Balancing the pros and cons of telehealth
By Dr. Arthur “Abbie” Leibowitz | Employee Benefit News
Telehealth benefits have seen an increase in interest over the years but the COVID-19 pandemic has accelerated that growth.
Telemedicine — and more broadly telehealth — has changed the healthcare delivery system and this change will not be reversed just because in-person medical care will be more accessible post-pandemic. Telehealth can provide high-quality, high-value care, but the last year has also demonstrated that not all services are up to par, nor is telehealth the best platform to provide or receive care in all instances.
It is important that employers and benefits consultants discriminate between appropriate and inappropriate use, as well as understand how current trends will affect the utilization and value of telehealth moving forward.
The events of 2020 led many organizations that did not previously cover extensive telehealth services to either add or enhance this benefit and this coverage is likely to continue into 2021. From an employee perspective, telehealth offers a convenient option to receive care while not exposing themselves to unnecessary risk. These combined factors have contributed to skyrocketing utilization amid COVID-19, as evidenced by multiple studies from the Centers for Disease Control and Prevention and others.
The last year has seen expanded applications for telehealth emerge. From starting to fill the niche for urgent care to extending into the realm of specialty consultations, telehealth is meeting more needs than ever before. There is recognition across the healthcare industry that many more areas of health and medicine can lend themselves to telehealth than previously realized before the pandemic.
There are now apps enabling individuals to evaluate orthopedic symptoms and get advice from a clinician to help manage a musculoskeletal injury and connect to a physical therapist or a sports medicine specialist — all done virtually. As more innovative platforms and opportunities are introduced, telehealth access and utilization will only continue to grow.
Balancing the benefits to avoid overuse
Telehealth offers many benefits, but it is also important to consider the downside to expanded access and find the right balance. From a financial perspective, overuse of telehealth has the potential to significantly increase medical costs. More payers are now covering telemedicine services and an increasing number of employers are adding or enhancing this employee benefit. As more people gain access, they may be more inclined to call a provider on the phone than go into the office. While this does have value in ensuring people get the care they need, there will also be instances where patients call about relatively minor issues that would not have otherwise prompted an office visit. Such telehealth visits contribute to overutilization and higher costs.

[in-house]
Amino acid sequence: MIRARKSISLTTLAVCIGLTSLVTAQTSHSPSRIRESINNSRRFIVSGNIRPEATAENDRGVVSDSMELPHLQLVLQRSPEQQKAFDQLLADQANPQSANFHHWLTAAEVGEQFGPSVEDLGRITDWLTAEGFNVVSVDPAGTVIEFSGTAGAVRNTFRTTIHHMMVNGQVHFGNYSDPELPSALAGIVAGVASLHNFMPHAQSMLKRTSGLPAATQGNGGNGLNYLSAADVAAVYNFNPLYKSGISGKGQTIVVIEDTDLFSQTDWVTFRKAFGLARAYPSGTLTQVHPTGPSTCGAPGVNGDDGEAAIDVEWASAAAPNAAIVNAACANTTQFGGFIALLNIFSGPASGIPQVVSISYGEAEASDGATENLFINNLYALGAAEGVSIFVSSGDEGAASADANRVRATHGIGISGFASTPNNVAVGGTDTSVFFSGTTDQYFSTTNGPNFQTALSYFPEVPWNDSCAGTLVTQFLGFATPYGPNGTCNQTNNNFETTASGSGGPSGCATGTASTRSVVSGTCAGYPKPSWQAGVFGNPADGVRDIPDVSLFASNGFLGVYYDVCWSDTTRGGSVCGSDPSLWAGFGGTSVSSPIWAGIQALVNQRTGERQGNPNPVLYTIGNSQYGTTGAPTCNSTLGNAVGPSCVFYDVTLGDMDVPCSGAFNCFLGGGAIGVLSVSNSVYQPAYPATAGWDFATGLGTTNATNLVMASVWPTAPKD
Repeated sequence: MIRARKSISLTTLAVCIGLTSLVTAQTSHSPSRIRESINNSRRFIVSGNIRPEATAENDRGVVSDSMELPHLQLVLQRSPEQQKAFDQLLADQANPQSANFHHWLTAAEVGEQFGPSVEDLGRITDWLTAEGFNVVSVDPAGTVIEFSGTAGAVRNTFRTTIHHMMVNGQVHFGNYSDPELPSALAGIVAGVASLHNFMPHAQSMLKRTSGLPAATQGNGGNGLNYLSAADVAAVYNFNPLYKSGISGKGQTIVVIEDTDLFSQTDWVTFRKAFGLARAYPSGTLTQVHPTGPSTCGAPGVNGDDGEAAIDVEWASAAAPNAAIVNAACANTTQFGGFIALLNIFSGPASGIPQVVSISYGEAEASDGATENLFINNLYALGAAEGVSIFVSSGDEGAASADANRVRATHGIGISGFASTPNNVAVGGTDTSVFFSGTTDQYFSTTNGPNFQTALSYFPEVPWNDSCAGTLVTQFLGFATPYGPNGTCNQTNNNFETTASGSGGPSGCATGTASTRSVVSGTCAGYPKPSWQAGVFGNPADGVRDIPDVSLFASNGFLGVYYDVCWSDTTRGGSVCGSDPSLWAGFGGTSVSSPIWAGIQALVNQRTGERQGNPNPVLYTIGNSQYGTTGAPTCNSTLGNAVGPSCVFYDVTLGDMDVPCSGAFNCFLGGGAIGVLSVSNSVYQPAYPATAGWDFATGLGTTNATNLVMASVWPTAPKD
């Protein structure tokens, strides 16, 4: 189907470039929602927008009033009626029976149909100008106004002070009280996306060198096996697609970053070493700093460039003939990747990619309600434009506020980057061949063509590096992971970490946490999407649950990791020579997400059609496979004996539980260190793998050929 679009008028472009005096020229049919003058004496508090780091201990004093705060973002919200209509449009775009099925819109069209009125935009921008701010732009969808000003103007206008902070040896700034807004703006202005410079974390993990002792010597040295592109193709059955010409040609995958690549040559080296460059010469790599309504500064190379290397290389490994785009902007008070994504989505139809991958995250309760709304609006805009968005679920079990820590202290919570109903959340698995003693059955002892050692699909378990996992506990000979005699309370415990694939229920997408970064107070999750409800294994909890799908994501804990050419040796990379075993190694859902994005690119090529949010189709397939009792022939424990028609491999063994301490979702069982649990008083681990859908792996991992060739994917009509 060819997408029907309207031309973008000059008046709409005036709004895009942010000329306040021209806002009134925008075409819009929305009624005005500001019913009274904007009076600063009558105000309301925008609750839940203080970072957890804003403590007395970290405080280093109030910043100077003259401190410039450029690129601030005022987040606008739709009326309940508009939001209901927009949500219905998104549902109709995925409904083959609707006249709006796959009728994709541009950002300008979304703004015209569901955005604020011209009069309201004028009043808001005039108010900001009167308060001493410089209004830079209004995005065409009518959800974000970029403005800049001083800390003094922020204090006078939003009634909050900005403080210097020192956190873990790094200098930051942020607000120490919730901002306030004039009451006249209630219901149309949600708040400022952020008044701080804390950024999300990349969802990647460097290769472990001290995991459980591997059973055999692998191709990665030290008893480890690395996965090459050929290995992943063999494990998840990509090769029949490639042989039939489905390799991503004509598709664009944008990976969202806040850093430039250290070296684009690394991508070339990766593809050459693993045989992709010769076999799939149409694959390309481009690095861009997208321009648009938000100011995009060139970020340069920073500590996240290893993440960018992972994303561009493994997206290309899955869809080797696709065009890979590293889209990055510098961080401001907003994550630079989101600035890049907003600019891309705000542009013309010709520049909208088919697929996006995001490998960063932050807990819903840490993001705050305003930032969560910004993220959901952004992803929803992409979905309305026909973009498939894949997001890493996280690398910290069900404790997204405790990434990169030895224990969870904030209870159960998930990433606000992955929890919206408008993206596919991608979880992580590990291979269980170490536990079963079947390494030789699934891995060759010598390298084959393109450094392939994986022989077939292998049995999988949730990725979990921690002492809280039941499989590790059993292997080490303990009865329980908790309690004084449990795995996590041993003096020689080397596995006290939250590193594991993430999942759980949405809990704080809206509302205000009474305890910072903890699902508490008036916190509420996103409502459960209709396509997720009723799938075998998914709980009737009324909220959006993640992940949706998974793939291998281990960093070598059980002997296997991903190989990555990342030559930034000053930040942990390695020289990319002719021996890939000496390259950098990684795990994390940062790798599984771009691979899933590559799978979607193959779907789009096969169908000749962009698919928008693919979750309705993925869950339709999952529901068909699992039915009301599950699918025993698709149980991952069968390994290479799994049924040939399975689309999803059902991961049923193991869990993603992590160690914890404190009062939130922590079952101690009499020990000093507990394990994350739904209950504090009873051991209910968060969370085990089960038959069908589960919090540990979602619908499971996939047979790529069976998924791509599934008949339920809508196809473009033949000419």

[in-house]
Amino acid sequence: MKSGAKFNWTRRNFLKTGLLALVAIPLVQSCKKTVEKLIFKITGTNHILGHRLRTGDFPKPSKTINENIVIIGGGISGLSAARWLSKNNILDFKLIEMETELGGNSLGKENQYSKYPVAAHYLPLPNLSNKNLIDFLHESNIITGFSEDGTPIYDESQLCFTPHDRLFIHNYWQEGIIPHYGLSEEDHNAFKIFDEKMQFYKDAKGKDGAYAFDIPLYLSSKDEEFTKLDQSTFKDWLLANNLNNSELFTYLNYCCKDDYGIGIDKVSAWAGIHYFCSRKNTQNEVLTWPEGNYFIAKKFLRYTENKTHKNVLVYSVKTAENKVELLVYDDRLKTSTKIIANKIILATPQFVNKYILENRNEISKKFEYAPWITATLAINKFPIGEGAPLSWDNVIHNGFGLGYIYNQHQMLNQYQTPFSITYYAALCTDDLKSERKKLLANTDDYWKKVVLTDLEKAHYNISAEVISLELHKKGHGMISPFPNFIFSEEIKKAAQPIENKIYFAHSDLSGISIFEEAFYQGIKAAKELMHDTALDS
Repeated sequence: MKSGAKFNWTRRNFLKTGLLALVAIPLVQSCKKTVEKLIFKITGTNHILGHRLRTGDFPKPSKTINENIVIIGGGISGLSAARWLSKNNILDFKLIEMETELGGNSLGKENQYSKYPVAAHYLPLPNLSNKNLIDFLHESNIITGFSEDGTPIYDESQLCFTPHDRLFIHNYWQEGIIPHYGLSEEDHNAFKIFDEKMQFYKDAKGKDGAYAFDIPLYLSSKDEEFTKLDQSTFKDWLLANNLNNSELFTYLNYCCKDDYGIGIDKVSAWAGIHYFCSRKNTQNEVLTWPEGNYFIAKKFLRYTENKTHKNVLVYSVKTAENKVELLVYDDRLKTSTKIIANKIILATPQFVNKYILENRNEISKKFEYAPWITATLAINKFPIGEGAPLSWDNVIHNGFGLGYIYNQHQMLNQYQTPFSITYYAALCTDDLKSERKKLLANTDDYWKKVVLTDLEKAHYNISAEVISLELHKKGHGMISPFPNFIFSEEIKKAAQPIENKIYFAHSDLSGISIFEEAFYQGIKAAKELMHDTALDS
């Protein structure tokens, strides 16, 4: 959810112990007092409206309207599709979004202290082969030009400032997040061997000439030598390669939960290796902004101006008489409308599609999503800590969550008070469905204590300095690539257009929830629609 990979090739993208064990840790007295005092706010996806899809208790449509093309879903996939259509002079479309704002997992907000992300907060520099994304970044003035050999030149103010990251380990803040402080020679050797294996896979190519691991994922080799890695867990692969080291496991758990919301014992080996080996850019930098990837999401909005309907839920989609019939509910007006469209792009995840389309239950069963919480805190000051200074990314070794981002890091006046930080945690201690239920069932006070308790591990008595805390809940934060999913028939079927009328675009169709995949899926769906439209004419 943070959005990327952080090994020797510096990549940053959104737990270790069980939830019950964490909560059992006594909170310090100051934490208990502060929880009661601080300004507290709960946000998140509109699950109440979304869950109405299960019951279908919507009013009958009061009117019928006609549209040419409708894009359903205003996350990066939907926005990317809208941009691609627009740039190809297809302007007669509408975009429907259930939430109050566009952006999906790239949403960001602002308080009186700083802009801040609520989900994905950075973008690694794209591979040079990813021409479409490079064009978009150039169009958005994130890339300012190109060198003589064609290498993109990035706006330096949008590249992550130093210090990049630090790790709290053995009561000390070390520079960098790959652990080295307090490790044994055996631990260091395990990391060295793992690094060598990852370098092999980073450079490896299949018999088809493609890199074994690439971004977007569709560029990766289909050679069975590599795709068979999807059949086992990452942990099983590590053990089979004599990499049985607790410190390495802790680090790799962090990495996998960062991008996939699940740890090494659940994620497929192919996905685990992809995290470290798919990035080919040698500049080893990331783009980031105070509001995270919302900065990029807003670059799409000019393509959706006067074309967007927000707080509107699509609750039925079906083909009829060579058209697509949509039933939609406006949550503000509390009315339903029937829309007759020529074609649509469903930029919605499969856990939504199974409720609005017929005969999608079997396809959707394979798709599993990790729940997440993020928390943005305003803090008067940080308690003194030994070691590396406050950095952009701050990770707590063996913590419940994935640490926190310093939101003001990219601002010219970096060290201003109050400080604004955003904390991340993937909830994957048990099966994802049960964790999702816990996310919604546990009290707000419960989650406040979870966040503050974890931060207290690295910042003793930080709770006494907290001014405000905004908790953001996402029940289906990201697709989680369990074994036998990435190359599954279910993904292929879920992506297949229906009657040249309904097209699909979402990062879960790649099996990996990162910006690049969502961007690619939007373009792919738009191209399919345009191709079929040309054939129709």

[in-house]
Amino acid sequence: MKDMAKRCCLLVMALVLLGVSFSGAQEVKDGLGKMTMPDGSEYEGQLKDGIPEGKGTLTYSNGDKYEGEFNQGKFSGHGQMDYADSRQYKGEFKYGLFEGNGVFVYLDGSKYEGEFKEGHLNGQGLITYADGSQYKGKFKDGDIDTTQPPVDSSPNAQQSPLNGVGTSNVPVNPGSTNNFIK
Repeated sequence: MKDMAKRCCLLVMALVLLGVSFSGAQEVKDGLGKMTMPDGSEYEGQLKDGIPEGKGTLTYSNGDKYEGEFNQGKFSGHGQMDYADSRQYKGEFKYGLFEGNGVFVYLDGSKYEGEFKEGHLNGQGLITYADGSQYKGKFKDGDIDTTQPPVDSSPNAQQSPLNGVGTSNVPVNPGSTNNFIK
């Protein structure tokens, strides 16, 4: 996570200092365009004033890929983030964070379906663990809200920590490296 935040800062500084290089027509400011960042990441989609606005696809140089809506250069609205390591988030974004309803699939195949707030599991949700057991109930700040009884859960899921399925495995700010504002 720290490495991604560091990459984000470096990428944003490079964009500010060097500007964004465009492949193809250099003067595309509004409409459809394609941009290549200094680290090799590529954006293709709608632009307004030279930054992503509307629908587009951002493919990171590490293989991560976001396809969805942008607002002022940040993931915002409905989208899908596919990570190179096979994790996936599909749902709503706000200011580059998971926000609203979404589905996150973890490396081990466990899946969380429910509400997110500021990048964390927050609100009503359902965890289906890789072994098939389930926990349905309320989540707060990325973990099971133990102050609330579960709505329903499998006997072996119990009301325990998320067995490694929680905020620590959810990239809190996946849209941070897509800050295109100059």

Additionally, there is also the potential for overprescribing in telehealth. As indicated by past studies, prescribing antibiotics for common respiratory illnesses most likely caused by viruses is more frequent in telemedicine than in in-person visits. This should be watched closely, especially with general concern about the overprescribing of antibiotics and the development of resistant bacterial strains.
Understanding when to use telehealth
The key is educating the public, including employees, on how to best utilize telehealth for their own care. The COVID-19 pandemic has prompted the potential of telehealth to be explored like never before, yet it is also becoming apparent that it is not the best platform for all types of care. An example of where telemedicine shines is in the field of behavioral health. Telephone and video behavioral health services, like those in EAPs, seem to be very effective and efficient ways of expanding accessibility to mental health care. While behavioral telehealth was available pre-2020, it has experienced monumental growth as a result of the pandemic. This is unlikely to change even as things reopen because of the flexibility, ease of use, convenience and documented effectiveness of this mode of care. Expanding access to mental health support via telemedicine platforms enables more people to access these services and receive the care they need, while also helping to destigmatize reaching out for help.
However, on the other hand, the promotion of telehealth primary care is less certain to be an adequate substitute for an in-person primary care provider relationship. A large part of primary care is based not on symptoms but hands-on interactions between patients and doctors. Pediatricians, for example, need to assess developmental milestones, growth and development and any potential findings that could be an early sign of future issues. Across primary care, it is difficult for PCPs to effectively counsel patients without seeing their body language or nonverbal feedback, not to mention the challenges in giving immunizations or conducting preventive screenings. While some urgent issues can be addressed via telehealth, regular check-ups and other annual screenings are best handled in-person.